Els gossos tenen capacitat innata per interpretar senyals humanes

Gamba des lluçanès - Gos d'Atura Català - agility - fira de sant martirià de banyoles - 2016

El web Frontiers in Psychology ha publicat, aquest 17 de gener 2020, un estudi realitzat a l’Índia (Institute of Science Education and Research Kolkata) amb gossos de carrer.

Aquests gossos no han estat ensinistrats, sovint són gossos que en diríem assalvatjats. Per tant no han conviscut estretament amb humans, com a mínim no pas en una llar. És a dir, que ningú els ha ensenyat a interpretar les senyals o pistes que els hi puguin donar els humans.

A l’estudi el que van fer va ser posar dos bols tapats. L’investigador n’assenyalava un, i el 80% dels gossos que van participar (la meitat dels gossos no van participar per por o ansietat en presència d’humans) van anar cap al bol que se’ls hi assenyalava.

Per tant, això pot explicar que després d’almenys 15.000 anys de domesticació; els gossos, interpreten, de forma innata, alguns gestos humans. I per tant, com a mínim una part del nostre llenguatge corporal.

Tot seguit us adjuntem el resum de l’estudi que ha fet Frontiers, on hi podeu trobar, també, l’enllaç a l’estudi sencer, així com la possibilitat de descarregar-lo en format pdf:

— by Conn Hastings, Frontiers Science Writer

If you have a dog, hopefully you’re lucky enough to know that they are highly attuned to their owners and can readily understand a wide range of commands and gestures. But are these abilities innate or are they exclusively learned through training?
To find out, a new study in Frontiers in Psychology investigated whether untrained stray dogs could understand human pointing gestures.

Free-ranging dogs are capable of utilising complex human pointing cues
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The study revealed that about 80% of participating dogs successfully followed pointing gestures to a specific location despite having never received prior training. The results suggest that dogs can understand complex gestures by simply watching humans and this could have implications in reducing conflict between stray dogs and humans.
Dogs were domesticated 10,000–15,000 years ago, likely making them the oldest domesticated animals on the planet. Humans then bred dogs with the most desirable and useful traits so that they could function as companions and workers, leading to domesticated dogs that are highly receptive to human commands and gestures.
However, it was not clear whether dogs understand us through training alone, or whether this was innate. Can dogs interpret a signal, such as a gesture, without specific training, or even without having met the signaling person previously? One way to find out is to see whether untrained, stray dogs can interpret and react to human gestures.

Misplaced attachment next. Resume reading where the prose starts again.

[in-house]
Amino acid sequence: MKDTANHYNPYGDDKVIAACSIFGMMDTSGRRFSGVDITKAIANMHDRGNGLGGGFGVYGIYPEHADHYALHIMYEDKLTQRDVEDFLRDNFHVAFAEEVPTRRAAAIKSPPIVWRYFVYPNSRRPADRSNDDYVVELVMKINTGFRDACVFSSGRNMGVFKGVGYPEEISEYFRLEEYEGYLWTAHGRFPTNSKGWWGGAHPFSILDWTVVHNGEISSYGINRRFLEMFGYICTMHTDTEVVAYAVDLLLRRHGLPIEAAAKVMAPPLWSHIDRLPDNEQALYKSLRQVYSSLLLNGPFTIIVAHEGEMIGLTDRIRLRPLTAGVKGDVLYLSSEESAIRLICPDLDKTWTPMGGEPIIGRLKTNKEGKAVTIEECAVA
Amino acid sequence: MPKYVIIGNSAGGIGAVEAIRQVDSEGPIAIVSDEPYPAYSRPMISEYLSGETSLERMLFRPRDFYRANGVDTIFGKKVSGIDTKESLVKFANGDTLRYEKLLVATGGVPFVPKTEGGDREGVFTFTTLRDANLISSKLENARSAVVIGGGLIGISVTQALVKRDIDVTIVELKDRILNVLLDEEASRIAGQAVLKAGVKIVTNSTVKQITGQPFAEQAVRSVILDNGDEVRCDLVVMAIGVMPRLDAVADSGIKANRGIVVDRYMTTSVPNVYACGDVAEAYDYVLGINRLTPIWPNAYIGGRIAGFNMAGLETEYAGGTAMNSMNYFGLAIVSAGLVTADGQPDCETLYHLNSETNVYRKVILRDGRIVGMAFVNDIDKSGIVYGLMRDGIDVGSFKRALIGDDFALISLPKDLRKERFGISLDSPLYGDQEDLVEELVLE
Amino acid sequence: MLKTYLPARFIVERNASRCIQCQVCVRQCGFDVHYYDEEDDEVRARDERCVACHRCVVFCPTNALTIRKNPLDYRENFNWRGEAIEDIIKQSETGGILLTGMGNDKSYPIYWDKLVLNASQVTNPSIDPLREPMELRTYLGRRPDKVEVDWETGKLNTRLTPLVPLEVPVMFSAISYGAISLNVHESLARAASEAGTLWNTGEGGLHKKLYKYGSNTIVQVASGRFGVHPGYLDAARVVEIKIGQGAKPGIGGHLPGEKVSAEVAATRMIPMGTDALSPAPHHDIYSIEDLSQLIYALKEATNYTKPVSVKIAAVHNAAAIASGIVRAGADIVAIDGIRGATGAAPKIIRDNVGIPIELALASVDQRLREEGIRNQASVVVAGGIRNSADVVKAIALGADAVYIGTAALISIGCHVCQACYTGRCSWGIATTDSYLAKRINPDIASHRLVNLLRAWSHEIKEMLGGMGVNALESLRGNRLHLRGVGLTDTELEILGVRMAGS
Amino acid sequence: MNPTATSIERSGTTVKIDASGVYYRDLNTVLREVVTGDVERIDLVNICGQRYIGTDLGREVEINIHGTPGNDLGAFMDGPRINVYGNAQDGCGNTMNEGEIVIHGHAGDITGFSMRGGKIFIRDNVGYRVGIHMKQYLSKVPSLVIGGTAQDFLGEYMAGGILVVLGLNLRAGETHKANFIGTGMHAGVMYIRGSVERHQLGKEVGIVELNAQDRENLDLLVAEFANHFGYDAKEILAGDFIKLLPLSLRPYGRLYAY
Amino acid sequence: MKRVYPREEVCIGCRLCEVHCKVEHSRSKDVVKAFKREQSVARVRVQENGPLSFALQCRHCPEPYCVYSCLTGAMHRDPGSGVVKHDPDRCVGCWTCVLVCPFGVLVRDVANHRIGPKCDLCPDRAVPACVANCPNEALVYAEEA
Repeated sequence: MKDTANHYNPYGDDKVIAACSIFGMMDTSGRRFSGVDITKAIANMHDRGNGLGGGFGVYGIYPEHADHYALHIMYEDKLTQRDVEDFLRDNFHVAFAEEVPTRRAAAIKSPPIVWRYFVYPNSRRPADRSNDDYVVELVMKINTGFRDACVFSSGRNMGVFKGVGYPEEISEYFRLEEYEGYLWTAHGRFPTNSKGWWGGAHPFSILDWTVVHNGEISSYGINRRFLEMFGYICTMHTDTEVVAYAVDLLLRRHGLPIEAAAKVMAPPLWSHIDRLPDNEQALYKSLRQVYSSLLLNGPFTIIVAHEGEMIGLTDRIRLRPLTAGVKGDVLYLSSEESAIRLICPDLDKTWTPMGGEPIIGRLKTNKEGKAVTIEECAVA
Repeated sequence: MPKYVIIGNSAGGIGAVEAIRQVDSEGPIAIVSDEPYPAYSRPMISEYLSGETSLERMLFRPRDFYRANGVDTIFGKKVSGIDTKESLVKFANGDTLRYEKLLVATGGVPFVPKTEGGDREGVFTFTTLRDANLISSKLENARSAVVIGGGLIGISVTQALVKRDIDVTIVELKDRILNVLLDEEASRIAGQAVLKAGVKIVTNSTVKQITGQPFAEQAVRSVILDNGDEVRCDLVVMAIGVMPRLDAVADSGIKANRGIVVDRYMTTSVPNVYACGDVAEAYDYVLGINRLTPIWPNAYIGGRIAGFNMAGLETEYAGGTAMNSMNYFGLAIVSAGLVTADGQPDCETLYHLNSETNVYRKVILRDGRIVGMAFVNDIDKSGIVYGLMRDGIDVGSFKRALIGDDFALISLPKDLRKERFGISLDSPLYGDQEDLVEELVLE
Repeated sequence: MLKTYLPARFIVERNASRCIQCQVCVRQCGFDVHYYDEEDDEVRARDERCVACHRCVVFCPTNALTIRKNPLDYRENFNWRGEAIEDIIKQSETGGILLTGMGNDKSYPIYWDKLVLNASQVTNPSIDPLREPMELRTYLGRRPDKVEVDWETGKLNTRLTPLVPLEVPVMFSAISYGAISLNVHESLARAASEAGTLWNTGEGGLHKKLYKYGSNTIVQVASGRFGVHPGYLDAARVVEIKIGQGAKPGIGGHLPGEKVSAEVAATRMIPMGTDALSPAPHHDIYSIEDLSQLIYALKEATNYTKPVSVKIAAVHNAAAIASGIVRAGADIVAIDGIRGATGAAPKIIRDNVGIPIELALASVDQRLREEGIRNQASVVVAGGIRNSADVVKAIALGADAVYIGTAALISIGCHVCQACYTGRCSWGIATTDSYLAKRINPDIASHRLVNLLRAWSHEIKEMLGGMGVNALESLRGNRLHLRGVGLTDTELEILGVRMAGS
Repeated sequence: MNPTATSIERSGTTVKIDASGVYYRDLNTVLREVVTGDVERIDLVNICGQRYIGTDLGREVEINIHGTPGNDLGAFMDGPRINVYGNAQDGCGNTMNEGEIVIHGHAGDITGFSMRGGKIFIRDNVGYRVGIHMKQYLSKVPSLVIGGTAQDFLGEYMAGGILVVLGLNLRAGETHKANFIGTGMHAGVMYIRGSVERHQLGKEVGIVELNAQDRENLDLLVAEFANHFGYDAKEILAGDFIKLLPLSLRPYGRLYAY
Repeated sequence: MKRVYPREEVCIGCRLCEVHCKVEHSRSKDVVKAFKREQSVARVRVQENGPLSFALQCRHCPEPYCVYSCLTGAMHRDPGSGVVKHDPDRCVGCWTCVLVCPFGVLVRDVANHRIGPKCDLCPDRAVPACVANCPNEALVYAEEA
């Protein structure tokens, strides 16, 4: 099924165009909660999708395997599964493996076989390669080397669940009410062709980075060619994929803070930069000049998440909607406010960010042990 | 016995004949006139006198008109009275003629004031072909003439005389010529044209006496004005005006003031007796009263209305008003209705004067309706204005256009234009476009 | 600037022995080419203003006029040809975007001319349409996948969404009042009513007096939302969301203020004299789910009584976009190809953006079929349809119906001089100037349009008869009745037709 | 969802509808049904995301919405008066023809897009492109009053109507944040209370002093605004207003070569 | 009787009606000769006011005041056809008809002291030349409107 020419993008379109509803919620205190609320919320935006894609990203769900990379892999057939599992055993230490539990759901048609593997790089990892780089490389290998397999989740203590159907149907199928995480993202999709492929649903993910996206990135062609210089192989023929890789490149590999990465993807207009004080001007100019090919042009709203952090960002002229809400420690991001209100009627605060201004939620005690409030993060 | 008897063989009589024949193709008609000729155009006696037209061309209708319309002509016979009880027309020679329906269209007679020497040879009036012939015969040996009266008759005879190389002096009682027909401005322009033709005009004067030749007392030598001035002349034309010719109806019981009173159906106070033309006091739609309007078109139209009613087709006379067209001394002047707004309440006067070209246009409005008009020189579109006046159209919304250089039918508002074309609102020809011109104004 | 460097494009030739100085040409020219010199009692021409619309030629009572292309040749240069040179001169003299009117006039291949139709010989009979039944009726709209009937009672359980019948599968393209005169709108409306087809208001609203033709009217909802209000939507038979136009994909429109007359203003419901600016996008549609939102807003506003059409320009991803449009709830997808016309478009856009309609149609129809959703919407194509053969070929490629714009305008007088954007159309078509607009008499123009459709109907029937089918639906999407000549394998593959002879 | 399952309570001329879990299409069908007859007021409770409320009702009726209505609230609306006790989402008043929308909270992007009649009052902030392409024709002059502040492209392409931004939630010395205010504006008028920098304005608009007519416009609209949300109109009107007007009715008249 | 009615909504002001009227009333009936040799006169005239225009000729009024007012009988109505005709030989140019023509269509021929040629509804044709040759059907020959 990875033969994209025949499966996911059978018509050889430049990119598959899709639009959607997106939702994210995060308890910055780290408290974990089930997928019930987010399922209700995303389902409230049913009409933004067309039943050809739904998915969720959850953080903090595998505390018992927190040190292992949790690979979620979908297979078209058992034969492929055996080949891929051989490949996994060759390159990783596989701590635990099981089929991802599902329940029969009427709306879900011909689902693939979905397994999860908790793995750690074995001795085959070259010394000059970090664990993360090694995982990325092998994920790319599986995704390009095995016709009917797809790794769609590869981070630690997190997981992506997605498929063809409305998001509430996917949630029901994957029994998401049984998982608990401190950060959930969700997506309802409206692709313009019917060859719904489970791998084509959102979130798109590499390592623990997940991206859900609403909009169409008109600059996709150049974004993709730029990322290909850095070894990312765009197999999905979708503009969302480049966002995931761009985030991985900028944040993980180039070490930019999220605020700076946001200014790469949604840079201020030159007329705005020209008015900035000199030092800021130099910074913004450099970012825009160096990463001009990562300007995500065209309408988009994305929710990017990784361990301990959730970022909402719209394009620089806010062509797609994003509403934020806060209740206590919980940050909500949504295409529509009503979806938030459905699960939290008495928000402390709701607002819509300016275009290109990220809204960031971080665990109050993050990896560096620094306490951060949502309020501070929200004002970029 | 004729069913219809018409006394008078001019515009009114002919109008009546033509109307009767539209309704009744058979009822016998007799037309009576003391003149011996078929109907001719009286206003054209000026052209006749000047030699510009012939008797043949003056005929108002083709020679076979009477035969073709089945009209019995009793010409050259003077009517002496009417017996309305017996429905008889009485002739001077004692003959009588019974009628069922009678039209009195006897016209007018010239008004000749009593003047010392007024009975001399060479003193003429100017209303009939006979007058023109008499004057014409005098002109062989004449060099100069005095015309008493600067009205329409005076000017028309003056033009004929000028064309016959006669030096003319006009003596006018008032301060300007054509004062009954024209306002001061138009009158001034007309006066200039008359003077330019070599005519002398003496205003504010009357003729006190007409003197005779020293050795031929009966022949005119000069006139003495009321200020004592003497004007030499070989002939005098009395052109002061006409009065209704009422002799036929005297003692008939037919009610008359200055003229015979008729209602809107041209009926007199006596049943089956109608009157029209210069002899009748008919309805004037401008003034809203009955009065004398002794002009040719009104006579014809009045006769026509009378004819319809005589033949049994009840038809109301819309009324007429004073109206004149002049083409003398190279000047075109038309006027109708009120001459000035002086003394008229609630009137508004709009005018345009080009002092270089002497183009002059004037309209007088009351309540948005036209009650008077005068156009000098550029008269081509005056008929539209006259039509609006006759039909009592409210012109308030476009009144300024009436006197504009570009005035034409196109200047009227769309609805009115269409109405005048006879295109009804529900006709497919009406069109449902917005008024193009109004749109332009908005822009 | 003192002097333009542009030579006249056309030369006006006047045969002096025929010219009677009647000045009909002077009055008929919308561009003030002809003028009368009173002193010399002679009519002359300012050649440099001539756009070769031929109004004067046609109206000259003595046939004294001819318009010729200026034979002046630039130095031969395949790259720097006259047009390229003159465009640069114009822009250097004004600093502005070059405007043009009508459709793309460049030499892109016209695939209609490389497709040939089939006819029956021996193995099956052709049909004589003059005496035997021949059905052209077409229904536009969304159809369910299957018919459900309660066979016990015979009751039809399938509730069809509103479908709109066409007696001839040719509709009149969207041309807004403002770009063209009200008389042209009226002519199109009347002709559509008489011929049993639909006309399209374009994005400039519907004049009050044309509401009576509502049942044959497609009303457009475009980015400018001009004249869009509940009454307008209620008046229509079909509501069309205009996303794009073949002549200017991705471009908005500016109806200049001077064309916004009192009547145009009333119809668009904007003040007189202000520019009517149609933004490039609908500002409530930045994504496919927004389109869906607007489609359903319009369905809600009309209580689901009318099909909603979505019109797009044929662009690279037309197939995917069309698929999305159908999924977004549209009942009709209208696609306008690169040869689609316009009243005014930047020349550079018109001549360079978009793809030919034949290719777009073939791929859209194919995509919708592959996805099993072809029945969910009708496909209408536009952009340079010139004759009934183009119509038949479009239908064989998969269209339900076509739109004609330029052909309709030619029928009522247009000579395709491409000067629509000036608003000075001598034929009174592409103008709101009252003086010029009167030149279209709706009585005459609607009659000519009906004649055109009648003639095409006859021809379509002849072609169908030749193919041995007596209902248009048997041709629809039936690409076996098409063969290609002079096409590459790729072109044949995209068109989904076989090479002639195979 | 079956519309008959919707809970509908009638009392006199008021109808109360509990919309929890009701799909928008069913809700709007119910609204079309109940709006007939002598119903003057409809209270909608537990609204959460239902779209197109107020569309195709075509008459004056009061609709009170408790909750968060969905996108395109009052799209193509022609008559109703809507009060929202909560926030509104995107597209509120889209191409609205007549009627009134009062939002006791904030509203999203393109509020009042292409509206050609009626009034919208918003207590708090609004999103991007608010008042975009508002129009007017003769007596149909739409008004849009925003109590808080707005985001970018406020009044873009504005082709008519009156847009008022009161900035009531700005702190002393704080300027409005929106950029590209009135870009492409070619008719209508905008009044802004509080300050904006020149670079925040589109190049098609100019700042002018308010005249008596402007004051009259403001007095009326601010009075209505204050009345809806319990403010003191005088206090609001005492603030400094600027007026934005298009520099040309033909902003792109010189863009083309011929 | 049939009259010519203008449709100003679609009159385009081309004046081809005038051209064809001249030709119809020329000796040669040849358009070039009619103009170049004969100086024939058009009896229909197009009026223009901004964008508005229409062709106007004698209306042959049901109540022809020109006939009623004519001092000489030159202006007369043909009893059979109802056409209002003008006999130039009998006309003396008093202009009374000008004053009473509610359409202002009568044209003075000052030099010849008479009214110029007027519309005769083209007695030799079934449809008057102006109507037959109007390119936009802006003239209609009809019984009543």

Stray dogs are a common feature in cities around the world and particularly in many developing countries. While they may observe and occasionally interact with people, such dogs have never been trained, and are behaviorally “wild”. Conflicts between stray dogs and humans are a problem and understanding how humans shape stray dog behavior may help alleviate this.

Related: Better understanding of dog body language could make interactions safer

To investigate, Dr. Anindita Bhadra of the Indian Institute of Science Education and Research Kolkata, India, and colleagues studied stray dogs across several Indian cities. The researchers approached solitary stray dogs and placed two covered bowls on the ground near them. A researcher then pointed to one of the two bowls, either momentarily or repeatedly, and recorded whether the dog approached the indicated bowl. They also recorded the perceived emotional state of the dogs during the experiment.
Approximately half of the dogs did not approach either bowl. However, the researchers noticed that these dogs were anxious and may have had bad experiences with humans before. The dogs who approached the bowls were noted as friendlier and less anxious, and approximately 80% correctly followed the pointing signals to one of the bowls, regardless of whether the pointing was momentary or repeated. This suggests that the dogs could indeed decipher complex gestures.
“We thought it was quite amazing that the dogs could follow a gesture as abstract as momentary pointing,” explained Bhadra. “This means that they closely observe the human, whom they are meeting for the first time, and they use their understanding of humans to make a decision. This shows their intelligence and adaptability.”
The results suggest that dogs may have an innate ability to understand certain human gestures which transcends training. However, it should be noted that the shyer, more anxious animals tended not to participate, so future studies are needed to determine more precisely how an individual dog’s personality affects their ability to understand human cues.
Overall, dogs may be more perceptive than we realize. “We need to understand that dogs are intelligent animals that can co-exist with us,” said Bhadra “They are quite capable of understanding our body language and we need to give them their space. A little empathy and respect for another species can reduce a lot of conflict.”

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